This is how Sweden's oldest mine is to be automated
A better working environment, increased safety and greater productivity are three benefits that Boliden Garpenberg has gained through the help of remote-controlled drills. “Automation helps us increase production and safety,” says General Manager Jenny Gotthardsson.
A green light flashes on the ceiling twelve hundred meters below ground. They can be found everywhere down here in the mine. They are the WiFi access points that connect the machines in the mine shaft with the control room.
The entire Garpenberg mine, the oldest still in use in Sweden, has become digital in order to increase operational automation.
We continue a little further by car and arrive at the Sofia drill, which is operated by remote control. The shaft in which Sofia drills is filled with water and is cordoned off.
“A major advantage of remote control is the working environment. You do not have to sit in a machine down here, instead you can sit up in the office with a coffee and colleagues”, says Max Herlitz, Production Supervisor at Boliden Garpenberg.
Automation provides a safer mine
Two other major benefits of automation are the ability to increase production rates and to improve safety at the same time.
Boliden Garpenberg aims to increase production from 2.5 million tonnes to 3 million tonnes of ore per year.
“We want to achieve that production tempo within two years,” says General Manager Jenny Gotthardsson.
“Automation helps us increase safety and become more productive, so that we can compete with other mines around the world. We have come a long way with automation in some areas such as loading, but drilling is a bottleneck that we are working on now with Epiroc”.
There are six Epiroc Simba E7C drill rigs in the mine. Five are owned by Boliden and one is hired. All of them have female names: Maria, Sofia, Molly, Julia, Lisa and Alva.
All drill rigs have been converted for remote control use
So far, only Sofia can be operated remotely. The technology has been in place for three years, but was made possible by the installation of a drill bit changer in Sofia in the autumn of 2017.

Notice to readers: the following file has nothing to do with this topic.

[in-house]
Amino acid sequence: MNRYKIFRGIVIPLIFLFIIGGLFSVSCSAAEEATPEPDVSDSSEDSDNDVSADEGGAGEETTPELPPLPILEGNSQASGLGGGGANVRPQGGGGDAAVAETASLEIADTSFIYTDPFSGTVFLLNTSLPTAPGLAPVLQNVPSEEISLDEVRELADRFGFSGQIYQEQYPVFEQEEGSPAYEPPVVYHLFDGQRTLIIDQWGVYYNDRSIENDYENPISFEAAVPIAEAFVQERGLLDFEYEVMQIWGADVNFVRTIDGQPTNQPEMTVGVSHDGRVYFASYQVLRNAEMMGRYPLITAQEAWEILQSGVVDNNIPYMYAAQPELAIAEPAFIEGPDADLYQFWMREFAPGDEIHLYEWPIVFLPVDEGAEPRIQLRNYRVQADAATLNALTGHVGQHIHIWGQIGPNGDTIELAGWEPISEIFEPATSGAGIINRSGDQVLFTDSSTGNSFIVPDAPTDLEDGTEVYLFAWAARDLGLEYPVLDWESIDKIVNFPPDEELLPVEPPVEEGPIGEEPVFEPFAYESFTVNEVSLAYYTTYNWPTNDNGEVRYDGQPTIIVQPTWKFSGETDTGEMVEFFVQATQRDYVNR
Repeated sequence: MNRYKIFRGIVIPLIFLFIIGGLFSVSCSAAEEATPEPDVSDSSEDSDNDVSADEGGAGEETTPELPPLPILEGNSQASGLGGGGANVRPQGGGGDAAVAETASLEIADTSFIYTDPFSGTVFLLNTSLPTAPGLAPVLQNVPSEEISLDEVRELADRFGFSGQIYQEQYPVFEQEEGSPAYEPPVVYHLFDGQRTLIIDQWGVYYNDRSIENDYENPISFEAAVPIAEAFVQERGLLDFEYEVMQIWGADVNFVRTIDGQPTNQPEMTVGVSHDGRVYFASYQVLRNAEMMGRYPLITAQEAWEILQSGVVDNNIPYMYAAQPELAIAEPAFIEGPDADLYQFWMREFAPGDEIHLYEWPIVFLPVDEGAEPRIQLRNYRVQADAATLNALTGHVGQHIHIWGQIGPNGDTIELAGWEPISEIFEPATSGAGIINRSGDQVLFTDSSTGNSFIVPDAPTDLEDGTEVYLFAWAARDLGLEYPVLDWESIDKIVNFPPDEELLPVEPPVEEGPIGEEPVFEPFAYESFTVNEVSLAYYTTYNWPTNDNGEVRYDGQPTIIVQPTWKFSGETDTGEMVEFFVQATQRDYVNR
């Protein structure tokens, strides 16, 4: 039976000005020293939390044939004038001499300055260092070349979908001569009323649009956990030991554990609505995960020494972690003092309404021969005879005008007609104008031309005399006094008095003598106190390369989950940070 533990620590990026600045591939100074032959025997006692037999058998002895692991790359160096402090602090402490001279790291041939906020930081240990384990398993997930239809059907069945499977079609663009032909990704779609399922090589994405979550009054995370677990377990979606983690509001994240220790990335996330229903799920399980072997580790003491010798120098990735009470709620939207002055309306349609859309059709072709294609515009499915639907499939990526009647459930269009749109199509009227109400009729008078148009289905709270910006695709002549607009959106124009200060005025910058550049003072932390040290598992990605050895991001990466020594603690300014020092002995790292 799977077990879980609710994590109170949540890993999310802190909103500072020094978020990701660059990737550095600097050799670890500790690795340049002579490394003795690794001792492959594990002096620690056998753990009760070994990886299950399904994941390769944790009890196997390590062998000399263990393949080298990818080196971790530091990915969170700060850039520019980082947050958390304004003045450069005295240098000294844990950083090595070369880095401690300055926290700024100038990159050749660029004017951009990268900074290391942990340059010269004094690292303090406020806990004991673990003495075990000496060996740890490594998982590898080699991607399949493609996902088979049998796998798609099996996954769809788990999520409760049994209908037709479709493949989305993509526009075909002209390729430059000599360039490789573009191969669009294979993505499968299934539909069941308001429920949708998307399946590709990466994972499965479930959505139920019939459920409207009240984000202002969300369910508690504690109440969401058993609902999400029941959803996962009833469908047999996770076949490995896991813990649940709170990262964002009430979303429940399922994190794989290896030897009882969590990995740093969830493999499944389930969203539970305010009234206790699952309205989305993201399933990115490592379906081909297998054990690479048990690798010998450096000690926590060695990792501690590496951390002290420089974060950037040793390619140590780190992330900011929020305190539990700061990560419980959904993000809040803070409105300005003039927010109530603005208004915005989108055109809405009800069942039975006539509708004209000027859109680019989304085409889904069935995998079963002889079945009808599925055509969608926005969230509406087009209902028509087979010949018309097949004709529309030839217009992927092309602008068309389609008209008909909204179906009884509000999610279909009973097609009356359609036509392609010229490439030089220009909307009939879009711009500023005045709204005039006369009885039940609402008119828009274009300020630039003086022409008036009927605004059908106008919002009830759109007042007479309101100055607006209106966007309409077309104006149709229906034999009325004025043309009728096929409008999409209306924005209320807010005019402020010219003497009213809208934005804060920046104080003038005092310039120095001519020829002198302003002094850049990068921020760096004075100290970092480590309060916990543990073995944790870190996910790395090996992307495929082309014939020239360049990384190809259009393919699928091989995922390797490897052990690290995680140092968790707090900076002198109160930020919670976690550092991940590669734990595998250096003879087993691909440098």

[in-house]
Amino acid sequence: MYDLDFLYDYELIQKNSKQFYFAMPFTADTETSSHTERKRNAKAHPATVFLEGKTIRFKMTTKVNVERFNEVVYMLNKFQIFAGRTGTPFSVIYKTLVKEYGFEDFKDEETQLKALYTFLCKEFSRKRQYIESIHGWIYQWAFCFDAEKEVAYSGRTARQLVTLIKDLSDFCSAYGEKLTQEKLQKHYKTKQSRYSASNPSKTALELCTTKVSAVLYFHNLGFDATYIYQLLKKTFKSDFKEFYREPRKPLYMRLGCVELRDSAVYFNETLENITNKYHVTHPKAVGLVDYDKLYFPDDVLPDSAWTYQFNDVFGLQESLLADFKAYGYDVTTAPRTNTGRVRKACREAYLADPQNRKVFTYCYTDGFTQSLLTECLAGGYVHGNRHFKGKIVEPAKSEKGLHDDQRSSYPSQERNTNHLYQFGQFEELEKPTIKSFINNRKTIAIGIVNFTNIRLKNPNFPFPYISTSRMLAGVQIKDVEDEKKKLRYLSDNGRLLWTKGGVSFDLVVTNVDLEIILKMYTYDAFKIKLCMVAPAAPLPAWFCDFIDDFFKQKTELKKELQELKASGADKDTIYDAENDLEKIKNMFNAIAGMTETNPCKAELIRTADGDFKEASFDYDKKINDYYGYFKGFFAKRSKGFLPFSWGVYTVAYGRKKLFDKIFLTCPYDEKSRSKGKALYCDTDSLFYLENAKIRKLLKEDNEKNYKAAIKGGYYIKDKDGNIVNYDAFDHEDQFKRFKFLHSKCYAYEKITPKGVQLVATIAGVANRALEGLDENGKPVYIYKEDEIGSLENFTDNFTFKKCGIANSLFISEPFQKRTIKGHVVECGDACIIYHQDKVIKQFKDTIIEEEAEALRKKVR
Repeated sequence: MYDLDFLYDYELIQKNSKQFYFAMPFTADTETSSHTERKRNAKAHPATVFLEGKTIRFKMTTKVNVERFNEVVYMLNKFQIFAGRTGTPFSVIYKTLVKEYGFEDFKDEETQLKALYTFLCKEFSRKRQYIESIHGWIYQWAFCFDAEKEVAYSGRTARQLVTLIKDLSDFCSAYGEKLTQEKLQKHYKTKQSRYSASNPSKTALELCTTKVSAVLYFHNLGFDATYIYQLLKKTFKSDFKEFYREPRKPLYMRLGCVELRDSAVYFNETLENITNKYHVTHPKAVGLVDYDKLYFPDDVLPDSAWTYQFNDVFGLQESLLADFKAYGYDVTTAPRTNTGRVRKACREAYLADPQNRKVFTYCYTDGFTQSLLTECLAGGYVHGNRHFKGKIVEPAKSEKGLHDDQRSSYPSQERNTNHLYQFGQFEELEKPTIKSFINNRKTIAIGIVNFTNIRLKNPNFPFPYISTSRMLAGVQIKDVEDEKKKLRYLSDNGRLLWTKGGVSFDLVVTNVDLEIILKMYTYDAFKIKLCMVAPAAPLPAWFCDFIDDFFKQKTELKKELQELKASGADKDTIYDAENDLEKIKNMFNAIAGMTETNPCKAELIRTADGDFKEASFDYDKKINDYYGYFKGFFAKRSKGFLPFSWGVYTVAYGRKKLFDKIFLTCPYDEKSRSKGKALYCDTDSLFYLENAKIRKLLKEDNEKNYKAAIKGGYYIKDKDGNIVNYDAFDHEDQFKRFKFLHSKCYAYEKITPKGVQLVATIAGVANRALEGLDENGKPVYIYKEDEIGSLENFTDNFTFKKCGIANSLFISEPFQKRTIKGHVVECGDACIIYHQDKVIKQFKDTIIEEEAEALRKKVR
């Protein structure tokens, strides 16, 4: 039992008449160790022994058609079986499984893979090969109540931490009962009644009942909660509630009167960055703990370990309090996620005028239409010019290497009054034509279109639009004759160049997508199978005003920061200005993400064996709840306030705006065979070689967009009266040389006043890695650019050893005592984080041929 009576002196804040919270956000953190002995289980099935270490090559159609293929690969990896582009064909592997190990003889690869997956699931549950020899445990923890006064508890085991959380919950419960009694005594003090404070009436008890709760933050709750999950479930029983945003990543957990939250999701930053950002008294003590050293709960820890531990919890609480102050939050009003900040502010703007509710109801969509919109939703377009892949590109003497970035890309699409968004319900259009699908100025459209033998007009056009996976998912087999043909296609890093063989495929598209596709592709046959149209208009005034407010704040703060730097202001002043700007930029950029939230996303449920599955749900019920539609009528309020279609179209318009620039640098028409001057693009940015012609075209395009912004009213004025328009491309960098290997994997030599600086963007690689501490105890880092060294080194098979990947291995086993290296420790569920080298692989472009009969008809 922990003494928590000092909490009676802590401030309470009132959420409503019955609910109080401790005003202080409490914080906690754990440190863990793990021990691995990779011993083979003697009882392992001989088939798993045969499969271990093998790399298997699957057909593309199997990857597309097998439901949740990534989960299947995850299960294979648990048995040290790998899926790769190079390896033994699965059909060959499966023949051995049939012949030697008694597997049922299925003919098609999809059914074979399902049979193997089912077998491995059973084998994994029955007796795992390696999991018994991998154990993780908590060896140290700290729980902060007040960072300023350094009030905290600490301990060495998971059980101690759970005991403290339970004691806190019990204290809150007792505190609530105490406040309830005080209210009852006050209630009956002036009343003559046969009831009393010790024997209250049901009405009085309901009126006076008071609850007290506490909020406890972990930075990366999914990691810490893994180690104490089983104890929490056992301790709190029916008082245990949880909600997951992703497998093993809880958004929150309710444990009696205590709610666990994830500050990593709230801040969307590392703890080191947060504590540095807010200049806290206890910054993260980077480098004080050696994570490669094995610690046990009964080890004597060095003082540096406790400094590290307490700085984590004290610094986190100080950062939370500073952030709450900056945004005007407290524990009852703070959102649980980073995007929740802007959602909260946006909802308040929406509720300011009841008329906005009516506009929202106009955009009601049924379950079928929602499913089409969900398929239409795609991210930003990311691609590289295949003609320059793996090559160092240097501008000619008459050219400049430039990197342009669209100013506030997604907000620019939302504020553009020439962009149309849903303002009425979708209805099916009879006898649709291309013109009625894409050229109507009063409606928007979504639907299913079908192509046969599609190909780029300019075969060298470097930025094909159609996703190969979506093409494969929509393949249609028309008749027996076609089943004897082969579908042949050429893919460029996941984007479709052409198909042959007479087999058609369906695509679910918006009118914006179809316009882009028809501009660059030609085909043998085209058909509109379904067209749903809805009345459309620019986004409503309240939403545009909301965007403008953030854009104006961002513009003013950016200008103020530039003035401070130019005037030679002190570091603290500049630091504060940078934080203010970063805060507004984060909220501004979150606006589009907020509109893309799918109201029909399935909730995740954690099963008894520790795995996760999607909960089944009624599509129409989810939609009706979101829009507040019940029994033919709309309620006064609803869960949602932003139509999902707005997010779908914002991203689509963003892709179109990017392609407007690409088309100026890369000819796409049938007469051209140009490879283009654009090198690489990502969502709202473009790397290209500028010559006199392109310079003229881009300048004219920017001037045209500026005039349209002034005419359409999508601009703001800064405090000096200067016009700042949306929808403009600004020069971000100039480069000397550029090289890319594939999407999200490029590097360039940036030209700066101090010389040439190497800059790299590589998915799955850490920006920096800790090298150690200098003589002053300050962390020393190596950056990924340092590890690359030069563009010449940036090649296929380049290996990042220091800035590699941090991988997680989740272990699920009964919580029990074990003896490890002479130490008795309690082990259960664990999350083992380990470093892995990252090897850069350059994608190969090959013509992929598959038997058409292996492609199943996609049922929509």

“We will be converting all drill rigs for tele-remote use. Molly will be next. This summer we are getting a new Simba from Epiroc with a Cop 2550 UX drill that provides straighter holes and greater drilling penetration. That means that we will be able to drill fewer and larger holes, which saves time”, says Max Herlitz.
The mine is also in the initial stages of moving the rigs between lines remotely with the help of electricity. Something that means that operators do not have to go down and move the machines manually every time.
The underground office environment was inaugurated two years ago. There are conference rooms, a coffee machine, an internal TV and toilets.
“No need to sit in a noisy environment”
Loading machines and drilling rigs are controlled by remote control from within the automation room. Drill instructor, Johnny Gäfvert, controls the drill Sofia.
"The best thing about working up here compared with being down in the machine is that you do not have to sit in a noisy environment all day "
The rock in which Sofia drills is so good that Johnny rarely needs to intervene. Reclined in an office chair, he monitors the drill and can zoom in different parts of the machine at a detailed level, right down to the label on the hoses. On another screen, production data is collected using the Certiq application. “Once we have converted more rigs for remote control, one operator will be able to monitor several simultaneously. This increases efficiency”, says Max Herlitz.
Remote control means fewer interruptions during blasting
The goal for the future is also to be able to staff the station around the clock. When all drilling is handled remotely, there is no longer a need for production interruptions during blasting at four o'clock in the morning and four in the afternoon. “Every day, six hours are lost between shifts. We want the machines to be able to run 24 hours” a day, says Max Herlitz.